Learn more about Acne and Cooking Oils here.


Type: Food Sensitivity That Can Trigger Acne + Possibly Acne Triggering Food

Surprisingly enough, chocolate is a common food allergen, which can lead to skin flare-ups for those affected. In fact, a study by the National Rosacea Society showed that 1 in 5 rosacea sufferers reported that chocolate triggered a flare-up. 

Even if you aren’t sensitive to chocolate, most chocolates are loaded with sugar and dairy, which are known acne triggers. In addition, it is also very common to find additives such as soy derivatives and even vegetable oils, which are also extremely triggering.

If you’re craving something chocolatey, reach for high-quality dark chocolate instead. It offers a higher percentage of pure cocoa and less fat, sugar, and other triggering ingredients than milk chocolate. 

Dietary Iodine

Type: Acne Triggering Food

While iodine is a mineral that is essential for healthy hormone production by the thyroid, an overabundance of it is problematic for those with acne-prone skin. This is because the excess iodides are excreted through the sweat glands which are irritating/inflaming to the pore and create an acnegenic* response on the skin.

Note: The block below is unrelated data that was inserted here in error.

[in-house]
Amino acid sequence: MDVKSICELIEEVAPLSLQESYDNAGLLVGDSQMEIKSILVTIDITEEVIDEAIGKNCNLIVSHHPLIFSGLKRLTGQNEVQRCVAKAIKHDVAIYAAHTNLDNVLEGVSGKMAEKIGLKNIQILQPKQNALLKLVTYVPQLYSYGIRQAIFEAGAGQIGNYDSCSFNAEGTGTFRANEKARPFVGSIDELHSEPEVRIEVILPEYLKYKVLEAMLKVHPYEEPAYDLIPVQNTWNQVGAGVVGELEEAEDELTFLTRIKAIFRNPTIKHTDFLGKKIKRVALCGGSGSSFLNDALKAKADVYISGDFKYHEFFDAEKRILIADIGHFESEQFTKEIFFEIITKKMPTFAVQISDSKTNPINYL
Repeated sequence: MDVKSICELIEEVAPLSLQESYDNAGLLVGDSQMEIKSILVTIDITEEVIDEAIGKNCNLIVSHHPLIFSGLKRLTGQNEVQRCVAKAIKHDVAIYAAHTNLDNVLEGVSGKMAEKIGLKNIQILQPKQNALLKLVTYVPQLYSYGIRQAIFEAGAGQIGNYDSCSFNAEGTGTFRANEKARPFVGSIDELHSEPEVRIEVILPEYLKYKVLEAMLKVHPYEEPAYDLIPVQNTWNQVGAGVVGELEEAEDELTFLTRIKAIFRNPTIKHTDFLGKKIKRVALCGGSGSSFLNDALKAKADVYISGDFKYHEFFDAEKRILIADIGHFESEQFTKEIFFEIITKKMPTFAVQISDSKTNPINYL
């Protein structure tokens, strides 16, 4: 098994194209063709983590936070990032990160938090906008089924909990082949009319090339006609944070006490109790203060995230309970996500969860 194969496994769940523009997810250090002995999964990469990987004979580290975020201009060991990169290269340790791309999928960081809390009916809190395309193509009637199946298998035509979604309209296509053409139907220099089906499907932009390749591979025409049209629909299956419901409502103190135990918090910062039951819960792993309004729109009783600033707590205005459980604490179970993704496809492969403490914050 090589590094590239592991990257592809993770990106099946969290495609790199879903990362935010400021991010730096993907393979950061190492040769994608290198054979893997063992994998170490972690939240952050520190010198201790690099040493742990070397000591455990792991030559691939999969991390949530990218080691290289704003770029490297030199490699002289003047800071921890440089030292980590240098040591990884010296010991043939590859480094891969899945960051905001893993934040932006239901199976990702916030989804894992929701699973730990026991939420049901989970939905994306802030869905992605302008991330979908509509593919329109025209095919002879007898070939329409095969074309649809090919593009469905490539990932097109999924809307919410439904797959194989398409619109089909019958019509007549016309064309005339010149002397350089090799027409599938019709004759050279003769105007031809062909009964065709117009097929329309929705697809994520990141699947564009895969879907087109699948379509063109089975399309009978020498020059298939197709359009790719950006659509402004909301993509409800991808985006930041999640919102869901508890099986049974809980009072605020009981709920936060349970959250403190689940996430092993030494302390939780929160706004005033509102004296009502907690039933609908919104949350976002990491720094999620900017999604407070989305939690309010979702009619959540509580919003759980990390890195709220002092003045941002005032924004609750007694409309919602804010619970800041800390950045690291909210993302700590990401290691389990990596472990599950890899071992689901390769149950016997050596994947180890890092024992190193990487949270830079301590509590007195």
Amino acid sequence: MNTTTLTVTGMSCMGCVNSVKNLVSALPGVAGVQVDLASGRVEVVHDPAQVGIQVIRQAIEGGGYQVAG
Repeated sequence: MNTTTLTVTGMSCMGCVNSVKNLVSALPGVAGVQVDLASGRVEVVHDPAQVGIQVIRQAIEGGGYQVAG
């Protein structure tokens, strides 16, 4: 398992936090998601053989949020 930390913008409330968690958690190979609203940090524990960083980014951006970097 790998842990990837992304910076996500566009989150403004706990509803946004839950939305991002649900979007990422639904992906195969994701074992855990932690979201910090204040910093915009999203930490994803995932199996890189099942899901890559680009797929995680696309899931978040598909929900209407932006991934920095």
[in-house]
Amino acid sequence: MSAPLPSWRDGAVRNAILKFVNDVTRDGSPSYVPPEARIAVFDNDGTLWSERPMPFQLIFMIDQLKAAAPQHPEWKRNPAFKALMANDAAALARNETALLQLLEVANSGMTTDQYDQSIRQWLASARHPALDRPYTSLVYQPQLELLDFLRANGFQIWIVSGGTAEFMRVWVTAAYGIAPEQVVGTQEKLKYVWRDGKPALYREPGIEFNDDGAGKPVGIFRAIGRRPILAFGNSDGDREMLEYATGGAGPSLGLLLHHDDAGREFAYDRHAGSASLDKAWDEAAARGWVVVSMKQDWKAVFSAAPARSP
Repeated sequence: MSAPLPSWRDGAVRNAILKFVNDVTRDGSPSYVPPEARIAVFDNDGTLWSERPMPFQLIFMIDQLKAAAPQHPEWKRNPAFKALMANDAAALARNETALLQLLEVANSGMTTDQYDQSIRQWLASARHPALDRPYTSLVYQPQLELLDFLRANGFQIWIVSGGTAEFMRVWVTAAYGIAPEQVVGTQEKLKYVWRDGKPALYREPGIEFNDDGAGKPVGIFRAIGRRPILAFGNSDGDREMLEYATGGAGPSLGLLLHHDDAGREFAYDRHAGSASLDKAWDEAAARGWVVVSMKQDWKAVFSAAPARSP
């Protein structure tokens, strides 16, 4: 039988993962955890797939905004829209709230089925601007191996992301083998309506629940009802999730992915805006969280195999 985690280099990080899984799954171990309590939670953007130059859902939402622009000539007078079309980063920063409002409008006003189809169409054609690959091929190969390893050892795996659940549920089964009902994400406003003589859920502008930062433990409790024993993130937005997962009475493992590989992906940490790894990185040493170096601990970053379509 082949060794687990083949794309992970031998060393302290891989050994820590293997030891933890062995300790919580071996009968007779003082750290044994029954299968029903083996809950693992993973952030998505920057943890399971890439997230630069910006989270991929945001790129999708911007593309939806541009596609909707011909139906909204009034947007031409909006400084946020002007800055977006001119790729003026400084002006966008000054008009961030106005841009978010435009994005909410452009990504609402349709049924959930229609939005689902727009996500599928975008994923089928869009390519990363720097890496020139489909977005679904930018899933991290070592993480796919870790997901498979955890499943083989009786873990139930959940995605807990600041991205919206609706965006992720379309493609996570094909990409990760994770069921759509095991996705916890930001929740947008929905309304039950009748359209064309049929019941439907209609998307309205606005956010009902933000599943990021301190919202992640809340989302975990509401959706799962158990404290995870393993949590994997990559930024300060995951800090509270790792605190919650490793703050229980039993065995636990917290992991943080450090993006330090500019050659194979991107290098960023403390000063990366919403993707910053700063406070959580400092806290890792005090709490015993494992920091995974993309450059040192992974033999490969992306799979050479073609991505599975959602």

*Acnegenic = irritation/inflammation to the pore which is the ideal environment for acne to form. Comedogenic = ingredients that block/clog the pore and increase comedone formation.

Many of us are familiar with iodized table salt but don’t realize that processed foods are full of dietary iodine as well. It even occurs naturally in many foods, such as dairy products. Salt is added to some foods to extend their shelf life and is often listed in their ingredients as potassium chloride, sodium chloride, sodium, or salt. While it may sound overwhelming to eliminate all processed foods from your diet, the key is to eliminate foods with the highest salt content. Think of it like a low-sodium diet. When it comes to dietary iodine, it's all about minimizing the best you can.


Type: Food Sensitivity That Can Trigger Acne

Although alcohol consumption does not directly cause acne, it does play a role in several processes throughout the body that can make your skin more susceptible to acne and other issues. Alcohol can cause inflammation and dehydration, impact your immune system, and even have a range of effects on your hormone levels. This is because alcohol interferes with the portion of your brain that signals hormone production, leading to an imbalance of hormones that are linked to the development of acne.